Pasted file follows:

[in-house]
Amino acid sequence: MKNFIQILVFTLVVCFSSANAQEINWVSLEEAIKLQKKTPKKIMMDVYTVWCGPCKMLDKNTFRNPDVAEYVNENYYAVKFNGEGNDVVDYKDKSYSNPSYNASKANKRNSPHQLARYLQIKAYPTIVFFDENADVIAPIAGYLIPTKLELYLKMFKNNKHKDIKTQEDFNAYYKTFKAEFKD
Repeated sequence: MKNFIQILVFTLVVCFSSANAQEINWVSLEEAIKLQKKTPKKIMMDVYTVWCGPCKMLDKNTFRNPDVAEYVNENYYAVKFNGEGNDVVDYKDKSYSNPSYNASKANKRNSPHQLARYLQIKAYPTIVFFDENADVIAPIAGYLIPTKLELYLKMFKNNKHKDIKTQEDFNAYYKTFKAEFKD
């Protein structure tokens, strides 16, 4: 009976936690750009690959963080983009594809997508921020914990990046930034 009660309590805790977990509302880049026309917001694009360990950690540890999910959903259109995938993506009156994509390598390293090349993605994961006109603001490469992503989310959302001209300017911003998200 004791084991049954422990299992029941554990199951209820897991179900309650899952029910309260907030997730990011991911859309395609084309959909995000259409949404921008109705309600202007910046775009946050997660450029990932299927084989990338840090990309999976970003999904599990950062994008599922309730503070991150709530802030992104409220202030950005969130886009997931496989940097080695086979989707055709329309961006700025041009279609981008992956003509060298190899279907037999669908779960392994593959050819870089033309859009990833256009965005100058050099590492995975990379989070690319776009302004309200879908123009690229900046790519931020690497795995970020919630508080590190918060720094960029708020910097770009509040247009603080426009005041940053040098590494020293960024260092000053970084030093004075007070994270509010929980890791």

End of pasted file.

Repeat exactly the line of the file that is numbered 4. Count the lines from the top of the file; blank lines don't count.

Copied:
């Protein structure tokens, strides 16, 4: 009976936690750009690959963080983009594809997508921020914990990046930034 009660309590805790977990509302880049026309917001694009360990950690540890999910959903259109995938993506009156994509390598390293090349993605994961006109603001490469992503989310959302001209300017911003998200 004791084991049954422990299992029941554990199951209820897991179900309650899952029910309260907030997730990011991911859309395609084309959909995000259409949404921008109705309600202007910046775009946050997660450029990932299927084989990338840090990309999976970003999904599990950062994008599922309730503070991150709530802030992104409220202030950005969130886009997931496989940097080695086979989707055709329309961006700025041009279609981008992956003509060298190899279907037999669908779960392994593959050819870089033309859009990833256009965005100058050099590492995975990379989070690319776009302004309200879908123009690229900046790519931020690497795995970020919630508080590190918060720094960029708020910097770009509040247009603080426009005041940053040098590494020293960024260092000053970084030093004075007070994270509010929980890791």